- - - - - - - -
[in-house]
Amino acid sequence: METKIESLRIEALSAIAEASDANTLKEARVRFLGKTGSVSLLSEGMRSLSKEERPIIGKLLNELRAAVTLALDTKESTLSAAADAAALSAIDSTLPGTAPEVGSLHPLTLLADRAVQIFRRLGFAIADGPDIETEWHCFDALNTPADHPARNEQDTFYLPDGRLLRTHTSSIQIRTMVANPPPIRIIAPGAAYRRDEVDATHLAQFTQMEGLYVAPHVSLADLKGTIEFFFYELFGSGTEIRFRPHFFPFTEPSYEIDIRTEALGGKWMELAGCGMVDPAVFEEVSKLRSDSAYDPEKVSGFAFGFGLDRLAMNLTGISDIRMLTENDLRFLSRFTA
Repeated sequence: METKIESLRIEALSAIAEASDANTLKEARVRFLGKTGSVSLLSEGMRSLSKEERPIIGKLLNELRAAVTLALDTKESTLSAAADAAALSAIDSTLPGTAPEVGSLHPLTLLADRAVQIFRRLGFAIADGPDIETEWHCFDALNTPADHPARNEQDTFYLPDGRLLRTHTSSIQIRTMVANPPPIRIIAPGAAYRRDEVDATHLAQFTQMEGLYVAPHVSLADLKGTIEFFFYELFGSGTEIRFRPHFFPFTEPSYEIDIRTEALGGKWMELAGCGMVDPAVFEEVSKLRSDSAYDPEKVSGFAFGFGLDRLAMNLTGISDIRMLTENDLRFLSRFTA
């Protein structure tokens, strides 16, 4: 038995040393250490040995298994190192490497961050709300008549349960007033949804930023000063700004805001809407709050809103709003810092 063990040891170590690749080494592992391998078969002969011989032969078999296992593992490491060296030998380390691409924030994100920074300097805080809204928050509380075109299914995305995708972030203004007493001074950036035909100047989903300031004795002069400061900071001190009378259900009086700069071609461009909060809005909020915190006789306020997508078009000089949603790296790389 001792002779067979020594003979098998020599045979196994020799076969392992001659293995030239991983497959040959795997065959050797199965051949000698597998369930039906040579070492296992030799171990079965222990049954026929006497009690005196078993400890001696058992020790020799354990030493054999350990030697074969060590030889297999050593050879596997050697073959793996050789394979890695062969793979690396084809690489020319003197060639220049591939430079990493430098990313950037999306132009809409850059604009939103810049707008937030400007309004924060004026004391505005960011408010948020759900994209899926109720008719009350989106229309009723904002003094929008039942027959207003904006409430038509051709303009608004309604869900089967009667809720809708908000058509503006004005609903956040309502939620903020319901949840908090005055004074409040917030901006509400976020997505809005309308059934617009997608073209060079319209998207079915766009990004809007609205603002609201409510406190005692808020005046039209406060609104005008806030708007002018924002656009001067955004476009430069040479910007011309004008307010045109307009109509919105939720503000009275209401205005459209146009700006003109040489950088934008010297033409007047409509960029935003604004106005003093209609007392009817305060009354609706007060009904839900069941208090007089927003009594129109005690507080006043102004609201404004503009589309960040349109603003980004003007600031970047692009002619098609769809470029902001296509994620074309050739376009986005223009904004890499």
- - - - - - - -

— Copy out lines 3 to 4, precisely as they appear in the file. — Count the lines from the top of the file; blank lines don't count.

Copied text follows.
Repeated sequence: METKIESLRIEALSAIAEASDANTLKEARVRFLGKTGSVSLLSEGMRSLSKEERPIIGKLLNELRAAVTLALDTKESTLSAAADAAALSAIDSTLPGTAPEVGSLHPLTLLADRAVQIFRRLGFAIADGPDIETEWHCFDALNTPADHPARNEQDTFYLPDGRLLRTHTSSIQIRTMVANPPPIRIIAPGAAYRRDEVDATHLAQFTQMEGLYVAPHVSLADLKGTIEFFFYELFGSGTEIRFRPHFFPFTEPSYEIDIRTEALGGKWMELAGCGMVDPAVFEEVSKLRSDSAYDPEKVSGFAFGFGLDRLAMNLTGISDIRMLTENDLRFLSRFTA
């Protein structure tokens, strides 16, 4: 038995040393250490040995298994190192490497961050709300008549349960007033949804930023000063700004805001809407709050809103709003810092 063990040891170590690749080494592992391998078969002969011989032969078999296992593992490491060296030998380390691409924030994100920074300097805080809204928050509380075109299914995305995708972030203004007493001074950036035909100047989903300031004795002069400061900071001190009378259900009086700069071609461009909060809005909020915190006789306020997508078009000089949603790296790389 001792002779067979020594003979098998020599045979196994020799076969392992001659293995030239991983497959040959795997065959050797199965051949000698597998369930039906040579070492296992030799171990079965222990049954026929006497009690005196078993400890001696058992020790020799354990030493054999350990030697074969060590030889297999050593050879596997050697073959793996050789394979890695062969793979690396084809690489020319003197060639220049591939430079990493430098990313950037999306132009809409850059604009939103810049707008937030400007309004924060004026004391505005960011408010948020759900994209899926109720008719009350989106229309009723904002003094929008039942027959207003904006409430038509051709303009608004309604869900089967009667809720809708908000058509503006004005609903956040309502939620903020319901949840908090005055004074409040917030901006509400976020997505809005309308059934617009997608073209060079319209998207079915766009990004809007609205603002609201409510406190005692808020005046039209406060609104005008806030708007002018924002656009001067955004476009430069040479910007011309004008307010045109307009109509919105939720503000009275209401205005459209146009700006003109040489950088934008010297033409007047409509960029935003604004106005003093209609007392009817305060009354609706007060009904839900069941208090007089927003009594129109005690507080006043102004609201404004503009589309960040349109603003980004003007600031970047692009002619098609769809470029902001296509994620074309050739376009986005223009904004890499």